As many scholars specializing in economics and business administration suggest, economies in the information age, generate “wealth” more through the competition between innovative groups and the sharing of free ideas, rather than by concentrating capital and labor. Decentralization in Japan is all about breaking away from the mechanism of governing the whole country based on an introspective logic from Tokyo. Revitalizing the countryside, and the nation as a whole, is a result of friendly competition between multiple regional centers taking an inventive approach to inspire and stimulate each other.

What is also important for these regional centers to keep in mind is not to limit the scope of this healthy competition to just within the national borders. For instance, Japan’s southern island of Kyushu should not only compete with nearby domestic provinces like Chugoku or Shikoku, but also aim at compete with the southern regions of South Korea just across the Tsushima Strait, and with Shanghai and the entire province of Jiangsu on the other side of the East China Sea.

There is an inevitable disparity between urban and rural areas, As long as one of the biggest raison d’etre of the modern state is to guarantee a certain level of welfare to its people, it would be a matter of course to adjust the imbalance of wealth (i.e. financial resources) distributed nationwide. The real challenge in this endeavor is to prevent this adjustment from being made solely at the discretion of those with power in the central government.

There are encouraging examples of success in the countryside, but they are the few exemptions. There are numerous spots where one finds nature’s true beauty and unique indigenous culture. But it is difficult to find hope in the rural areas of Japan as a whole. The landscape along the main national roads is simply aesthetically unattractive. What you see along these roads are chain stores that keep on getting replaced, if not, old buildings that have been abandoned by those store owners who failed to find their replacements.

The young have to find jobs in manufacturing and construction sectors where future prospects are grim, or in service sectors that only offer non-permanent positions. The fastest growing sector is welfare-related services, taking care of the old. The term ‘hope” refers to the feeling one holds that tomorrow will be better than today. The fact that the young are leaving eloquently portrays how little hope there exists.
When compared to countries such as the UK, France, and Germany, with similar levels of economic development, one finds itself in rural areas quickly after leaving the city. There is little or no noteworthy industry other than agriculture, which supports the rest of the region. Although Japan’s countryside cannot be easily compared to other countries, due to its mountainous terrain, one interesting perspective is that the Japanese countryside, in fact, holds larger regional populations. In Japan, it has been only one or two generations since the influx into the cities began in conjunction with urbanization. Unlike the European countries that spent several centuries developing their urban and rural areas, Japan’s rural area is not yet truly rural.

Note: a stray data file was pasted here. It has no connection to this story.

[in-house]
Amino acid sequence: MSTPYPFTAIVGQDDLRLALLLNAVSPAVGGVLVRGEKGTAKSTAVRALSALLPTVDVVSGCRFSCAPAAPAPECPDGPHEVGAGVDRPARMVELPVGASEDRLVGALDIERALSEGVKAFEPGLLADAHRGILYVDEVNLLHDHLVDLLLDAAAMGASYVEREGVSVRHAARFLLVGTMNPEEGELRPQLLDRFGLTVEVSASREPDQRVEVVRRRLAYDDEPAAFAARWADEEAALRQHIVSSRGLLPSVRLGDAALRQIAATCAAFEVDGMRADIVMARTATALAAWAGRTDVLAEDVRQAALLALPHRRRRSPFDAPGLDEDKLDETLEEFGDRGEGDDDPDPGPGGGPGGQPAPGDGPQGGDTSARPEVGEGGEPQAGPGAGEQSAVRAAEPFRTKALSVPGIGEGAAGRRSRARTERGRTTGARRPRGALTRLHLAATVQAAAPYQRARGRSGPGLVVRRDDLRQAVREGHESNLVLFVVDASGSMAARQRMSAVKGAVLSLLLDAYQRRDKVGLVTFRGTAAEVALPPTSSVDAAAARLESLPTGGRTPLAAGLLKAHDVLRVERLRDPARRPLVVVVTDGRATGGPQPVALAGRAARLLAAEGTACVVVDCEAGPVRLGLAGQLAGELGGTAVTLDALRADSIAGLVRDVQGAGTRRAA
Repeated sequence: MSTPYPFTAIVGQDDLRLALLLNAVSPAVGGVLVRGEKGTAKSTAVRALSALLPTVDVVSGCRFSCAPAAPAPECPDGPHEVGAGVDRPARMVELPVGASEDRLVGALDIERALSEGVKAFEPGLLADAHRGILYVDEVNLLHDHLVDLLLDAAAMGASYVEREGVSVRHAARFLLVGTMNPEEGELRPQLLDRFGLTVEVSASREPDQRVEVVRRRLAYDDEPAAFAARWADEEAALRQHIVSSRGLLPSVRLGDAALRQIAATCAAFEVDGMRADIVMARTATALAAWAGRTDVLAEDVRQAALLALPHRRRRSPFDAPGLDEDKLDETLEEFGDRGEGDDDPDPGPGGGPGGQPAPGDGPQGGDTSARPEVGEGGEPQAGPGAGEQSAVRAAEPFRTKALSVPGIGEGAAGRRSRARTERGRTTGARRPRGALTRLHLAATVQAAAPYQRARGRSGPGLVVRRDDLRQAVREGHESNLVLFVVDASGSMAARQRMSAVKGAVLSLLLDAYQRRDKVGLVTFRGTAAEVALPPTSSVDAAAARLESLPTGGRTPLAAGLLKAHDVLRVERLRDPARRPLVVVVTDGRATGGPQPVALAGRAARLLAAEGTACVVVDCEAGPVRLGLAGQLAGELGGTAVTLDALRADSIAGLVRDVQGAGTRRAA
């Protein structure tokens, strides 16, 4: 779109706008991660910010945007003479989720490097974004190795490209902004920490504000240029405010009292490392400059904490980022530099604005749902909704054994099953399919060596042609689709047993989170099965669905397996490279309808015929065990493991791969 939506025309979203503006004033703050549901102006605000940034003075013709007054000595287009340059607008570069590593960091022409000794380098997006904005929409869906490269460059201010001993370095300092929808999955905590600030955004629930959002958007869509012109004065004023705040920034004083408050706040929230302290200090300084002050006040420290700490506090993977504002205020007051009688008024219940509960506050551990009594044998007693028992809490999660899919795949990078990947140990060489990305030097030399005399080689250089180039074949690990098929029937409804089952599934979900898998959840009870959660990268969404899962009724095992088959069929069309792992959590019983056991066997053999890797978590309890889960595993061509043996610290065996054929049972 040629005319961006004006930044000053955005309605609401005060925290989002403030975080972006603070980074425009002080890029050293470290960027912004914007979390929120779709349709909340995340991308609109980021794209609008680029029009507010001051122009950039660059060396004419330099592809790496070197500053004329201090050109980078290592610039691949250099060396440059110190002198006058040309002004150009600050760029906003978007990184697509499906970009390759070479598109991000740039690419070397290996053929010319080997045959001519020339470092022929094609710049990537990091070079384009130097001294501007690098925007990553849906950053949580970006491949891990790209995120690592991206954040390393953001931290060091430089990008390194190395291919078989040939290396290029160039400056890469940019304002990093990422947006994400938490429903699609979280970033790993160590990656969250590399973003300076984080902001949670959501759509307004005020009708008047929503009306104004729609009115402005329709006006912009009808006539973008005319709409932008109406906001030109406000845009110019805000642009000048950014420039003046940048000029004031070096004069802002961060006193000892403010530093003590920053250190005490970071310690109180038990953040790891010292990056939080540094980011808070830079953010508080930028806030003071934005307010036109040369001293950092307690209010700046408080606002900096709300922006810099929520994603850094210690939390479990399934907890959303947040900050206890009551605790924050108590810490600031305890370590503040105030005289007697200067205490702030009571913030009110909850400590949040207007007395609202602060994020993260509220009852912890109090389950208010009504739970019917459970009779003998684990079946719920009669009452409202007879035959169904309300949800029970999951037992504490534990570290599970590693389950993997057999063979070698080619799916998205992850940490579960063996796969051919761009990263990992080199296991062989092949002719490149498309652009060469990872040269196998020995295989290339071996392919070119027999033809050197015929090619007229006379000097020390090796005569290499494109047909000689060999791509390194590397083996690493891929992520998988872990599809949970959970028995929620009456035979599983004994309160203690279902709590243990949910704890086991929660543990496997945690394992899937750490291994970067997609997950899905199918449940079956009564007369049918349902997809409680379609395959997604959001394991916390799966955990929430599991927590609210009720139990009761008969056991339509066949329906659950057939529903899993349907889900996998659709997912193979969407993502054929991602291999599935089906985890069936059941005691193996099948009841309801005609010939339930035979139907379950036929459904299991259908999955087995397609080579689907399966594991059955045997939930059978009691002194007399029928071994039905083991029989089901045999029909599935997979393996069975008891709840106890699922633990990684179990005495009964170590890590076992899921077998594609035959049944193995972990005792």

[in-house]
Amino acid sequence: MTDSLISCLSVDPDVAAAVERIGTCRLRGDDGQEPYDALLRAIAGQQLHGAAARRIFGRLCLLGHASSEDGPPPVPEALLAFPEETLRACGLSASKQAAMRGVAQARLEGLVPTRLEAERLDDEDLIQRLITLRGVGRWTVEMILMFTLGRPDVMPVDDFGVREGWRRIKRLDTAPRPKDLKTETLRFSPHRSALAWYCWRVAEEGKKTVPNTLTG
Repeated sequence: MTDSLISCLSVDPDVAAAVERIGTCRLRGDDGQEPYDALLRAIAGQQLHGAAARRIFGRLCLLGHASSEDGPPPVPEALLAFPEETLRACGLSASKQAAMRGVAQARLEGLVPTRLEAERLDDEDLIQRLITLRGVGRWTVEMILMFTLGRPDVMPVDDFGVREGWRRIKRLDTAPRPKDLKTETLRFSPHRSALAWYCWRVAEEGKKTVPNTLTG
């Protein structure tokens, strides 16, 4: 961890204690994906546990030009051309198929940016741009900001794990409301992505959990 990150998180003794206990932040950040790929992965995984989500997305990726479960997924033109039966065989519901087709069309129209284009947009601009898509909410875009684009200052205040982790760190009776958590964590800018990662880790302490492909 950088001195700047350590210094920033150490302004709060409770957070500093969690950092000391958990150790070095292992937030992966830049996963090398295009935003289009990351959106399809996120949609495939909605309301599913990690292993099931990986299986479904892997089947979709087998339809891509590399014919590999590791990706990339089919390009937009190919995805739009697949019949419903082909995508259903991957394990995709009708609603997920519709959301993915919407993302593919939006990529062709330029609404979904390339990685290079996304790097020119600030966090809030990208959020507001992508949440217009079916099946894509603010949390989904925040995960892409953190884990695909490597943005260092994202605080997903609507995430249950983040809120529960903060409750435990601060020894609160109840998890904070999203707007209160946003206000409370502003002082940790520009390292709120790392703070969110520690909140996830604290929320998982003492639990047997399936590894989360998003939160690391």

This was made possible through LDP’s policy, as explained earlier, that called for the equal development of the countryside. LDP’s support of the countryside came in the form of budgetary handouts to municipal governments and local industries. The aim was to protect local communities and villages. However, most villages are now disappearing, with no job opportunities for the young the main labor force needed to re-create the communities. LDP’s countryside policy did not address the need of its inhabitants, and consequently led to the loss of whole communities.

This is why funds allocated to the countryside must be used to protect its people longer term. Reality is harsh as these funds are, in fact, the “cost to retreat”. Although a certain level of welfare must be guaranteed to its citizens, the state no longer has the financial ability to provide adequate administrative services in all villages. Simply put, some villages are simply not going to survive.

It is high time to step away from discussing the Tokyo-countryside gap in the context of conflict and sacrifice that result only in the preservation of the status quo. Decentralization has to be about hope that creates exciting new industries, and builds sustainable communities under an autonomous decision-making by the municipal governments. It has to be about lending support to the truly disadvantaged, and not to the well connected cronies of the central government. If the administration’s intent to address the gap is genuine, that is the only way.